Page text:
Aspect ratio is 1.0.

  A view entity must be defined before any objects are defined (this
  requirement is so that NFF files can be displayed on the fly by hidden
  surface machines).

Background color.  
    A color is simply RGB with values between 0 and 1:
    "b" R G B

    b %g %g %g

    If no background color is set, assume RGB = {0,0,0}.

Positional light.
    A light is defined by XYZ position.  Description:
    "l" X Y Z [R G B]

    l %g %g %g [%g %g %g]

    All light entities must be defined before any objects are defined (this
    requirement is so that NFF files can be used by hidden surface machines).
    Lights have a non-zero intensity of no particular value, if not specified
    (i.e. the program can determine a useful intensity as desired); the
    red/green/blue color of the light can optionally be specified.

Fill color and shading parameters.
    "f" red green blue Kd Ks Shine T index_of_refraction

    f %g %g %g %g %g %g %g %g

    RGB is in terms of 0.0 to 1.0.

    Kd is the diffuse component, Ks the specular, Shine is the Phong cosine
    power for highlights, T is transmittance (fraction of contribution of the
    transmitting ray).  Usually, 0 <= Kd <= 1 and 0 <= Ks <= 1, though it is
    not required that Kd + Ks == 1.  Note that transmitting objects ( T > 0 )
    are considered to have two sides for algorithms that need these (normally
    objects have one side).

    The fill color is used to color the objects following it until a new color
    is assigned.

Objects: all objects are considered one-sided, unless the second side is
needed for transmittance calculations (e.g. you cannot throw out the second
intersection of a transparent sphere in ray tracing).

Cylinder or cone. A cylinder is defined as having a radius and an axis
    defined by two points, which also define the top and bottom edge of the
    cylinder.  A cone is defined similarly, the difference being that the apex
    and base radii are different.  The apex radius is defined as being smaller
    than the base radius.  Note that the surface exists without endcaps.  The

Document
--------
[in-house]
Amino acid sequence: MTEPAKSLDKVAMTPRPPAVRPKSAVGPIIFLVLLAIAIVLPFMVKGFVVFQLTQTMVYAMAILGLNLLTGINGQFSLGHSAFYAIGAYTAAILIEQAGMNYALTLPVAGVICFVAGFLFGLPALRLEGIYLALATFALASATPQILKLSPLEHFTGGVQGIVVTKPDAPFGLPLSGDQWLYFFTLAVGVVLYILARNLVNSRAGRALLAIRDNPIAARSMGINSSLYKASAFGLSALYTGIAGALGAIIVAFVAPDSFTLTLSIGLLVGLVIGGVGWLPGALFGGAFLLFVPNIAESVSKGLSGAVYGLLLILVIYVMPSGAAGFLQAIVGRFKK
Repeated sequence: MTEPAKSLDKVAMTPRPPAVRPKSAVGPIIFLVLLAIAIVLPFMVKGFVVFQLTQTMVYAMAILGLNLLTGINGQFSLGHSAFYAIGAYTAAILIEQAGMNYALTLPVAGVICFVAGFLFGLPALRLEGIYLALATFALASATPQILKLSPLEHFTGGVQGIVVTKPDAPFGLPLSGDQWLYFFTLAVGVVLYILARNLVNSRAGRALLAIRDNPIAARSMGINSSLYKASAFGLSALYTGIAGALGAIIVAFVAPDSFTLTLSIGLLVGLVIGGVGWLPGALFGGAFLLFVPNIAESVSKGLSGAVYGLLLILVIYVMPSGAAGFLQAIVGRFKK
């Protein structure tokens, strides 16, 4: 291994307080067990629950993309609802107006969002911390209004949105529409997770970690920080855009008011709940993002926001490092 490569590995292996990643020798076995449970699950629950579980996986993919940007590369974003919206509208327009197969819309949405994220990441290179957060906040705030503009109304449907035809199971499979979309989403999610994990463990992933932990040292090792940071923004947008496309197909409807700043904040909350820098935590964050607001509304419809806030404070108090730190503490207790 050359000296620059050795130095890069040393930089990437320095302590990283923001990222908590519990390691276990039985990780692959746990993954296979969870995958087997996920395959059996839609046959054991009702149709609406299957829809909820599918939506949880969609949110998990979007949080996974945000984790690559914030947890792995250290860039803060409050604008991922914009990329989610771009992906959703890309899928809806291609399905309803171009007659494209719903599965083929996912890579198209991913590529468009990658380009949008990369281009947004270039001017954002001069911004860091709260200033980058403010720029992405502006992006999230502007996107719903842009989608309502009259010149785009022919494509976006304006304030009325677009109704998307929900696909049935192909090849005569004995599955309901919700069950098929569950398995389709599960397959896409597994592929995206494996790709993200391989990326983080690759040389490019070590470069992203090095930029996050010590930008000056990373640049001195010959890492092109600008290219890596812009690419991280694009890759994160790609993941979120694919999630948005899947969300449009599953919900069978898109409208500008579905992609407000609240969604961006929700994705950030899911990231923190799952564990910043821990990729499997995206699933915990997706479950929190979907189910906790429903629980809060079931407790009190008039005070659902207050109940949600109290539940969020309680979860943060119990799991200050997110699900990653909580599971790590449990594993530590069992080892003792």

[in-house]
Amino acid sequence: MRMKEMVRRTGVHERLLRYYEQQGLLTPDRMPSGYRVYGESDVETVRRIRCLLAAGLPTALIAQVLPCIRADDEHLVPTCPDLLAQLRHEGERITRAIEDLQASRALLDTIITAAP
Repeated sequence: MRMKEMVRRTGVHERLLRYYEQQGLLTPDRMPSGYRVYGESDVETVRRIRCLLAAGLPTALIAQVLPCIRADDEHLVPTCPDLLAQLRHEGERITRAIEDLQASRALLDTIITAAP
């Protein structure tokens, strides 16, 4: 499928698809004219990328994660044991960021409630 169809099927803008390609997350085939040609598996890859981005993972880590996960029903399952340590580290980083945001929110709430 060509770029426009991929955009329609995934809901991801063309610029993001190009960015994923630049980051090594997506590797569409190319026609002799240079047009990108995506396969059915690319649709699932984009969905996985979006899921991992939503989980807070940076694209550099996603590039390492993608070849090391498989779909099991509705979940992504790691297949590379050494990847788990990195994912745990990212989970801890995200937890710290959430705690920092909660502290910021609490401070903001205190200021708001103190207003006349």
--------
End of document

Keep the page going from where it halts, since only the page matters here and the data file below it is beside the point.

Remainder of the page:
cone or cylinder description:

    base.x base.y base.z base_radius
    apex.x apex.y apex.z apex_radius

    %g %g %g %g
    %g %g %g %g

    A negative value for both radii means that only the inside of the object is
    visible (objects are normally considered one sided, with the outside
    visible).  Note that the base and apex cannot be coincident for a cylinder
    or cone.  Making them coincident could be used to define endcaps, but none
    of the SPD scenes currently make use of this definition.

    A sphere is defined by a radius and center position:
    "s" center.x center.y center.z radius

    s %g %g %g %g

    If the radius is negative, then only the sphere's inside is visible
    (objects are normally considered one sided, with the outside visible).
    Currently none of the SPD scenes make use of negative radii.

    A polygon is defined by a set of vertices.  With these databases,
    a polygon is defined to have all points coplanar.  A polygon has only
    one side, with the order of the vertices being counterclockwise as you
    face the polygon (right-handed coordinate system).  The first two edges
    must form a non-zero convex angle, so that the normal and side visibility
    can be determined by using just the first three vertices.  Description:

    "p" total_vertices
    vert1.x vert1.y vert1.z
    [etc. for total_vertices vertices]

    p %d
    [ %g %g %g ] <-- for total_vertices vertices

Polygonal patch.
    A patch is defined by a set of vertices and their normals.
    With these databases, a patch is defined to have all points coplanar.
    A patch has only one side, with the order of the vertices being
    counterclockwise as you face the patch (right-handed coordinate system).
    The first two edges must form a non-zero convex angle, so that the normal
    and side visibility can be determined.  Description:

    "pp" total_vertices
    vert1.x vert1.y vert1.z norm1.x norm1.y norm1.z
    [etc. for total_vertices vertices]

    pp %d
    [ %g %g %g %g %g %g ] <-- for total_vertices vertices

    "#" [ string ]

    # [ string ]

    As soon as a "#" character is detected, the rest of the line is considered
    a comment.